A DECADE after their country began opening to the West, Russians hold sharply split views toward their former superpower rivals, the Americans.
Younger, better educated, more affluent Russians now hold a strongly favorable view of Americans and American life. But older, less-educated Russians tend to say their opinion of the United States has worsened since end of the cold war.
These conclusions come from a survey of Russians done for the Monitor this month by the Public Opinion Fund in Moscow.
Andrei Godomsky expresses views typical of younger Russians. ''People are more jealous than anything else because Americans can work well, and we can't for some reason,'' says the burly, bearded blond who works on a rescue boat near the old city of Vladimir. ''Here, people just want to fill their own pockets.''
Older Russians' less-positive view is not just due to a residual cold-war attitude that has lessened ever since glasnost (openness) was introduced here by former leader Mikhail Gorbachev.
A stronger force in their views seems to be their recent experience of a more American-style economy. Russians over 55 years of age, facing shrinking incomes, are significantly more likely to see American investment in their regions as negative.
''We see Russia living through what Americans went through a long time ago,'' says Sergei Makharov, a snack bar manager. Russia will achieve the kind of economy the US has now in 40 years, he estimates.
But if many young people tend to have idealized views of American life, older Russians have had a rough time as their country Westernizes. Their pensions are worth a small fraction of their purchasing power before the economic reforms of 1992.
While he associates Americans with progress in high technology, says Fyodor Galaida, a soft-spoken retiree from the St. Petersburg area, ''Capital is capital, and pursues its own interests.''
''I think America will be helping Russia very little,'' he says.
''Dollars are conquering all of Russia,'' says Marina Perelotova, a pensioner who also works at a Moscow train station. ''That's not good for Russia,'' she says, because it devalues the ruble. Although it is illegal to spend dollars in Russia, Russians hold most of their savings in dollars.
When asked what their attitude would be toward American investment in their local area, more Russians said it would be good than bad.
But of Russians over age 55, 16 percent more saw it negative than saw it positive. More Russians under 35 looked favorably on American investment (see graph).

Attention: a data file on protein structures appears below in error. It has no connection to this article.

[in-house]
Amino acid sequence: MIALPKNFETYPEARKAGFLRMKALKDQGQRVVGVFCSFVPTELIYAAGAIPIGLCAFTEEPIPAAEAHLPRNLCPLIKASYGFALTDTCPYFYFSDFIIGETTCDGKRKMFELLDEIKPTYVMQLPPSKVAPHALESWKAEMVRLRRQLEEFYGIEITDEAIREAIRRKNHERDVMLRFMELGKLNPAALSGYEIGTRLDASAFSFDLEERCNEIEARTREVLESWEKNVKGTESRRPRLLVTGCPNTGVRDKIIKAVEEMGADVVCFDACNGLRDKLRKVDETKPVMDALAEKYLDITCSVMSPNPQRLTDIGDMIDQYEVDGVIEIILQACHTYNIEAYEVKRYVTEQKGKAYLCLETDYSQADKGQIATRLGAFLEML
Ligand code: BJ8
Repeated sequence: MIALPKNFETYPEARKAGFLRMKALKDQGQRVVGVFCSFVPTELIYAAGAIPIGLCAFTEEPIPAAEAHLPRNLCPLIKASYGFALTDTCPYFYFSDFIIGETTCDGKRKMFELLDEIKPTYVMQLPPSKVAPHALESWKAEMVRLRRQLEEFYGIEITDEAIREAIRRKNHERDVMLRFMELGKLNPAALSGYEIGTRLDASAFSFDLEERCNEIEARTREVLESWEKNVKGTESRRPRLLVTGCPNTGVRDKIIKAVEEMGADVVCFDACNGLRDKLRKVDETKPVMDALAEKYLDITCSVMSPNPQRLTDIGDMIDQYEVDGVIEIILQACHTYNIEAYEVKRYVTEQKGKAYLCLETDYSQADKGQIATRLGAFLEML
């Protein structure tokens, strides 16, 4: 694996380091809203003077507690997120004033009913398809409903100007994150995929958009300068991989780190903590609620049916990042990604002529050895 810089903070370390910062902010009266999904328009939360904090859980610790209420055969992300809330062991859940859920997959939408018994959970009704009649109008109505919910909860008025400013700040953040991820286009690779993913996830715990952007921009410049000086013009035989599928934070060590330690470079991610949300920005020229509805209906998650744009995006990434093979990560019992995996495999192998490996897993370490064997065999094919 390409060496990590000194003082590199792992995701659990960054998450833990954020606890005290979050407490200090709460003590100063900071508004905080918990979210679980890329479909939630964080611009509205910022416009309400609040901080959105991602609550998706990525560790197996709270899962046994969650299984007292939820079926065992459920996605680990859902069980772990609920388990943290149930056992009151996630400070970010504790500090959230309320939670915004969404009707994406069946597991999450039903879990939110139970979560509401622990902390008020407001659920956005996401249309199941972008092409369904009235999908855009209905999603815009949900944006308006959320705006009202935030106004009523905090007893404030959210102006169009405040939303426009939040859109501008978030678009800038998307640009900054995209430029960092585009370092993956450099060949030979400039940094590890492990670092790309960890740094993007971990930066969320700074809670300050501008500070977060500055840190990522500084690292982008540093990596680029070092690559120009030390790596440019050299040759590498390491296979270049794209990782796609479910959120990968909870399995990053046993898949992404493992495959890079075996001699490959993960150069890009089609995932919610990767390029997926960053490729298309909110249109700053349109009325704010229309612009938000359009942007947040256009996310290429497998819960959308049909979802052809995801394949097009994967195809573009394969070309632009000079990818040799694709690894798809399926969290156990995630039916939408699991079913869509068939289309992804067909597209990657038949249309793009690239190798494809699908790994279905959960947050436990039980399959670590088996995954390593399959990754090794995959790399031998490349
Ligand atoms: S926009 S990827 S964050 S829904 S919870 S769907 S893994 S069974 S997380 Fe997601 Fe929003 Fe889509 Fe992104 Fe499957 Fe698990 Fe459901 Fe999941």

If older Russians are suspicious of American capital, they also tend toward anti-Western views in other respects. When asked if they would like to live in Russia the way Americans live in America, the negative views again are grouped among the elderly. Those under 55 were 2 to 1 in favor of living like Americans, while those over 55 were 2 to 1 against.
When asked whether their view of America has improved or worsened since the beginning of perestroika (restructuring) in 1985, 6 percent more Russians over 55 said their views had worsened than those who said they had improved. But for under 35, the divide goes dramatically the other way: More young Russians said they saw America more favorably.
The balance said their views had not changed or that they had no opinion. During the cold war, Russians generally held more negative attitudes toward America than now, says the president of the Public Opinion Fund, Alexander Oslon.
Soviet propaganda disparaging the US was ''crude but effective,'' he says. America was like another planet seen as both the enemy and as a remote paradise.
Valeriy Ledvedev, a genial former merchant marine sailor wearing the decorations of a World War II veteran, recalls learning as a schoolchild that America was a place where rich capitalists exploited the poor, especially blacks. But television arrived during the era of former Soviet leader Nikita Krushchev, he saw something different.
''I could see that America's poor lived several times better than we did,'' he says. And he saw American blacks at sporting events and walking in clean parks in a way that did not jibe with Soviet rhetoric.
But the reality of Western-oriented economic policy in Russia has not been glowing for those on fixed incomes disintegrated by hyperinflation. By late Monday afternoon this week, Mr. Ledvedev had been waiting in Moscow's Leningradskaya station since 6 a.m. and couldn't afford to buy anything to eat. Five years ago, he could have.
When Andrei Godomsky, the young boatman, was in school, he would compare the cars and goods made in America to others and concluded: ''How could people whose rights were limited make such beautiful things?''
The poll surveyed 1,365 Russians from all regions of the country. Because telephones are not universal in homes outside Moscow and St. Petersburg, 99 percent of the interviews were conducted face-to-face. Russians also do not have a tradition of ''sincere communication'' over the telephone, says Oslon, so telephone interviews are less reliable. The Public Opinion Fund is one of about five leading polling organizations in Russia.